Confessions and Denial

I have a confession to make. I have been in denial about the extent of my back injury. This was partly to survive, but mainly out of fear. What does a spinal cord injury mean? To me it was this frightening set of words that meant I would never do anything again. I have already proven to myself that this is not true, and finally I needed to know. What exactly happened when my spine began to fall apart? What happens as the damage is furthered? Why am I not supposed to exercise? Why do I keep having palpitations and trouble breathing but my heart seems fine? The last one is what made me start learning. Four years of denial, have ended. The answers are frightening but, empowering.

I found this nifty tool, a spinal cord map! This was the first step towards opening my mind to the information. The map gives a general break down of what happens when the zones are injured. My Spinal Cord Injury is overlapping two of the zones, and knowing now what I do, I can understand all of the above. T-12 and L-1 are both damaged, broken, and cutting into my spinal cord. My sacral region is also damaged, though to what extend I am not quite sure.

I still have feeling in my legs, most of the time, but I have limited control over them. I can do a bang up zombie impression when I am trying to walk, my arms outstretched for balance, moans escaping me as I fight to hide my pain, jerking and halting as I move slowly forward. Zombies aren’t diseased corpses. They are people trying to walk with damaged spines!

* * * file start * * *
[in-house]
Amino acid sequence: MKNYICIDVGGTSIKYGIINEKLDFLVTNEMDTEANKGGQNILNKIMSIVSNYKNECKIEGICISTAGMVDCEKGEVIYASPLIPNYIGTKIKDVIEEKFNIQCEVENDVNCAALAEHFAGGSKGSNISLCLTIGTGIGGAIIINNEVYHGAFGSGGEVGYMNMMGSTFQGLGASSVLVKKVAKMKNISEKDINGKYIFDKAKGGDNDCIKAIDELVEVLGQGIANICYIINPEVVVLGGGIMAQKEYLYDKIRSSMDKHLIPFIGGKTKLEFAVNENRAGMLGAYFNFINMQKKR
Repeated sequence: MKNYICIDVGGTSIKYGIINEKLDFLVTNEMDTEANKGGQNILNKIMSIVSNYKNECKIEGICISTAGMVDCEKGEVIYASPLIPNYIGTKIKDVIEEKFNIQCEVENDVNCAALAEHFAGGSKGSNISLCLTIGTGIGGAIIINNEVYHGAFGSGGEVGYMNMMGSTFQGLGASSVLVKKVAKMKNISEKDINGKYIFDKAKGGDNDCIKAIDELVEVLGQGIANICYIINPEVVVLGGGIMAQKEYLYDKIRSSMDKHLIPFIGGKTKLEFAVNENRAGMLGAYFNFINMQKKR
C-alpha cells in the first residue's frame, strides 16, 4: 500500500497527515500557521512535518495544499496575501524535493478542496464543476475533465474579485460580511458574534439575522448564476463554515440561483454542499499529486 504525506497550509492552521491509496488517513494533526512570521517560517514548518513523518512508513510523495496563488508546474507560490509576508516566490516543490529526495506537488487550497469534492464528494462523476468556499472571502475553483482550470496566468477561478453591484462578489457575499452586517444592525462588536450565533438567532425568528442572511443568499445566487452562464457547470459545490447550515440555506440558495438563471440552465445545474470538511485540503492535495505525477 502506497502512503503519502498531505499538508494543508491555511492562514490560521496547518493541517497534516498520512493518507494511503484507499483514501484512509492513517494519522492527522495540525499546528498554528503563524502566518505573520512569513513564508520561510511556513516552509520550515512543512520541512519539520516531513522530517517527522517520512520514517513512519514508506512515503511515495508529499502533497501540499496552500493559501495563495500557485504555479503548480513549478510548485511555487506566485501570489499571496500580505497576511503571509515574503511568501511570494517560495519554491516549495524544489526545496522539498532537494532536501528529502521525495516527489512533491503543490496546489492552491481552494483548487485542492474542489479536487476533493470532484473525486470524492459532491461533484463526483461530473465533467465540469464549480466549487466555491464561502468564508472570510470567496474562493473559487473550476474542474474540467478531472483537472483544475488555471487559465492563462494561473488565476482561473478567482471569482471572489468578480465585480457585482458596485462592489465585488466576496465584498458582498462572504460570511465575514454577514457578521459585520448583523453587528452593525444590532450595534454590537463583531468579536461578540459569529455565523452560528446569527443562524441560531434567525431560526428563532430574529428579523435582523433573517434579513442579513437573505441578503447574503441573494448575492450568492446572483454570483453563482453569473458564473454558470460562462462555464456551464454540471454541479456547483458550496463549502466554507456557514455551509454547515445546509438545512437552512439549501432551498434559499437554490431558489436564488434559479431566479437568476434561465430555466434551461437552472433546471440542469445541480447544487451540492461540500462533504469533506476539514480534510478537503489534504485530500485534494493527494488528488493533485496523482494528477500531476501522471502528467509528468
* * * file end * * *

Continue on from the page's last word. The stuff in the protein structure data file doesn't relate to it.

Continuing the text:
There is another set of broken bones in my back, between my shoulder blades. Eventually, if the spine goes there, I will be paralysed in a different way. Some of this terrifies me. I am supposed to focus on stillness, forgoing excercise because moving allows the gnawing teeth of broken bone to flex, shift, and cut into my spine. It hurts to move anyway, even my hands moving enough to make these words causes pain, a deep rooted ache that feels as if it will¬† never, ever end. It might not. If it doesn’t am I lucky? That depends on what comes with the ending of my pain. Death? Not so lucky. Paralysis? Not lucky. Healing?¬† Extremely unlikely, and that would be better than winning the lottery.

I must adapt. I admit openly that adaptation is not a choice, it is the only option. I can risk my life and my health to excercise or I can try to get used to a stillness that is unnatural. It is natural to move, to dance. Watch a small child play, and they are moving, unless in pain. Pain is a rescrictive thing, it constricts us and binds us in ways that our brains cannot always comprehend. That is why I am asking for more help, I need help with food, I cannot always force myself up to get it. I need help to preserve my tattered spinal cord.

In my imagination my spine is like a worn out dress I used to own, it was bright and colorful but eventually it began to wear thin, holes appeared, until one day when giving a speech I lifted my hands and it fell apart. I was thankfully wearing underwear that day but the people watching my speech saw much more of me than intended. I just grabbed my coat and pulled it on, buttoning it, then finished my speech. I no longer have the confidence to fight my body, to risk wearing my spine through. It can’t be tied back together. I cannot move through my life with a tattered spine, pretending nothing is wrong. I must accept it, and adapt.